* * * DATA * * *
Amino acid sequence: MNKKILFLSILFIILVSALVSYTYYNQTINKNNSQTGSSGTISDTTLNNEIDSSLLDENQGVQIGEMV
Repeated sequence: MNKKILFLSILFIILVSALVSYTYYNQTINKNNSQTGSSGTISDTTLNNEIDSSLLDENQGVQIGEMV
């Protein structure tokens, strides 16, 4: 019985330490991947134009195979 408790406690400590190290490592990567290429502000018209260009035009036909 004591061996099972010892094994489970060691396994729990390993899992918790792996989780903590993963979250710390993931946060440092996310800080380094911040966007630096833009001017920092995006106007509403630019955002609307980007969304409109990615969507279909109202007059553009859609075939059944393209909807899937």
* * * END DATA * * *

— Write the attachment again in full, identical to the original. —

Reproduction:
Amino acid sequence: MNKKILFLSILFIILVSALVSYTYYNQTINKNNSQTGSSGTISDTTLNNEIDSSLLDENQGVQIGEMV
Repeated sequence: MNKKILFLSILFIILVSALVSYTYYNQTINKNNSQTGSSGTISDTTLNNEIDSSLLDENQGVQIGEMV
């Protein structure tokens, strides 16, 4: 019985330490991947134009195979 408790406690400590190290490592990567290429502000018209260009035009036909 004591061996099972010892094994489970060691396994729990390993899992918790792996989780903590993963979250710390993931946060440092996310800080380094911040966007630096833009001017920092995006106007509403630019955002609307980007969304409109990615969507279909109202007059553009859609075939059944393209909807899937």